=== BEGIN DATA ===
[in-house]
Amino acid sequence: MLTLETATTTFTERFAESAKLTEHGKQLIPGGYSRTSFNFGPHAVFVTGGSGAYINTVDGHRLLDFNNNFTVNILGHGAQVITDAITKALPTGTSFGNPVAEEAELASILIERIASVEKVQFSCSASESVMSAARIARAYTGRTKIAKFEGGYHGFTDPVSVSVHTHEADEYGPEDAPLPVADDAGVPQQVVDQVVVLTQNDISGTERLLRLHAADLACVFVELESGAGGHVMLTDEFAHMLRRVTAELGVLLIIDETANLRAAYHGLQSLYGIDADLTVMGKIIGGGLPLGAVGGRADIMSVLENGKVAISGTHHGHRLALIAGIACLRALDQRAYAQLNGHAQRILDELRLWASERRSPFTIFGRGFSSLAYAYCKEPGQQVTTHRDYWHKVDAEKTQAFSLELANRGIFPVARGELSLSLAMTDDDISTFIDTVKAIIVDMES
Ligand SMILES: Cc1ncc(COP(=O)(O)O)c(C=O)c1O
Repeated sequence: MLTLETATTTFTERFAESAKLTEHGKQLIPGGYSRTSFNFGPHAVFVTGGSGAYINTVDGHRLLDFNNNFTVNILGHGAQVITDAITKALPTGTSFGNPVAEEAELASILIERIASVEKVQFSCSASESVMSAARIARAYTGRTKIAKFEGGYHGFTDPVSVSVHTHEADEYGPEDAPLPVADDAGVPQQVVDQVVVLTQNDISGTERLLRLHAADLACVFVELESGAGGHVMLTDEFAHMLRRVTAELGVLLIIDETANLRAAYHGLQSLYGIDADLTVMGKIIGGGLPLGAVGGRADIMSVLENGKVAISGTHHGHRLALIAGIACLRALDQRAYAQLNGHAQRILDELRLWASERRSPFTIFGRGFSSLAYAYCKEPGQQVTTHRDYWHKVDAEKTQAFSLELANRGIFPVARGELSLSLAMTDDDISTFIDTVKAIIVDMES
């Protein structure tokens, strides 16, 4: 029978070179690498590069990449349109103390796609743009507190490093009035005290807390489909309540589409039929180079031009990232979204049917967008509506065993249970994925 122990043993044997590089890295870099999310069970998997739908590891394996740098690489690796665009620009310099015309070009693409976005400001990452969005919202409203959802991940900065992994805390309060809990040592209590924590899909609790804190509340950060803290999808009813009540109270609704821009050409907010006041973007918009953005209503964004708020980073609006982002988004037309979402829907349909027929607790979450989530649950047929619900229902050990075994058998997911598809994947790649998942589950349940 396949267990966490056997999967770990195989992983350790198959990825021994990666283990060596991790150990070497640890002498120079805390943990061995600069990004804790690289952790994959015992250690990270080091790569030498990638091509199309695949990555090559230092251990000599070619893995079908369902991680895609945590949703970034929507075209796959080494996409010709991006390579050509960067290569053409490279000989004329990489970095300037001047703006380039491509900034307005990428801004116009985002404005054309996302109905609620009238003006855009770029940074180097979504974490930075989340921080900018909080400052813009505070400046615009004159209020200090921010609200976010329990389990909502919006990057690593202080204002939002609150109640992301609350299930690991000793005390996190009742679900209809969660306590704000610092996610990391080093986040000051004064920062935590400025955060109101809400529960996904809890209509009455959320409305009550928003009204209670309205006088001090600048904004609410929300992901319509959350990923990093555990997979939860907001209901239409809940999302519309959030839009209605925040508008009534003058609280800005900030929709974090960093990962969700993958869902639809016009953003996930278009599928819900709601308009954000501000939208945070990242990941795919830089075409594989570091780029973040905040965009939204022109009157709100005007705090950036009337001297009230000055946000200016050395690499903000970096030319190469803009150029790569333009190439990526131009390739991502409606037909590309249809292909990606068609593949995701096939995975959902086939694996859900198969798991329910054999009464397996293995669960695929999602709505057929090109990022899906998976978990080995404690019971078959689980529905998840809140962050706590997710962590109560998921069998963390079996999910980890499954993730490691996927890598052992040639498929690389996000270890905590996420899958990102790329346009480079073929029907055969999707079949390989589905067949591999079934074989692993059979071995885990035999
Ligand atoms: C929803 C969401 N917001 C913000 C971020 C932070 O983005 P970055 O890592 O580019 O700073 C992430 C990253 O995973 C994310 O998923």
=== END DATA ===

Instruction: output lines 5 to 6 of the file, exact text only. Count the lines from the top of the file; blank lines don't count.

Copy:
């Protein structure tokens, strides 16, 4: 029978070179690498590069990449349109103390796609743009507190490093009035005290807390489909309540589409039929180079031009990232979204049917967008509506065993249970994925 122990043993044997590089890295870099999310069970998997739908590891394996740098690489690796665009620009310099015309070009693409976005400001990452969005919202409203959802991940900065992994805390309060809990040592209590924590899909609790804190509340950060803290999808009813009540109270609704821009050409907010006041973007918009953005209503964004708020980073609006982002988004037309979402829907349909027929607790979450989530649950047929619900229902050990075994058998997911598809994947790649998942589950349940 396949267990966490056997999967770990195989992983350790198959990825021994990666283990060596991790150990070497640890002498120079805390943990061995600069990004804790690289952790994959015992250690990270080091790569030498990638091509199309695949990555090559230092251990000599070619893995079908369902991680895609945590949703970034929507075209796959080494996409010709991006390579050509960067290569053409490279000989004329990489970095300037001047703006380039491509900034307005990428801004116009985002404005054309996302109905609620009238003006855009770029940074180097979504974490930075989340921080900018909080400052813009505070400046615009004159209020200090921010609200976010329990389990909502919006990057690593202080204002939002609150109640992301609350299930690991000793005390996190009742679900209809969660306590704000610092996610990391080093986040000051004064920062935590400025955060109101809400529960996904809890209509009455959320409305009550928003009204209670309205006088001090600048904004609410929300992901319509959350990923990093555990997979939860907001209901239409809940999302519309959030839009209605925040508008009534003058609280800005900030929709974090960093990962969700993958869902639809016009953003996930278009599928819900709601308009954000501000939208945070990242990941795919830089075409594989570091780029973040905040965009939204022109009157709100005007705090950036009337001297009230000055946000200016050395690499903000970096030319190469803009150029790569333009190439990526131009390739991502409606037909590309249809292909990606068609593949995701096939995975959902086939694996859900198969798991329910054999009464397996293995669960695929999602709505057929090109990022899906998976978990080995404690019971078959689980529905998840809140962050706590997710962590109560998921069998963390079996999910980890499954993730490691996927890598052992040639498929690389996000270890905590996420899958990102790329346009480079073929029907055969999707079949390989589905067949591999079934074989692993059979071995885990035999
Ligand atoms: C929803 C969401 N917001 C913000 C971020 C932070 O983005 P970055 O890592 O580019 O700073 C992430 C990253 O995973 C994310 O998923």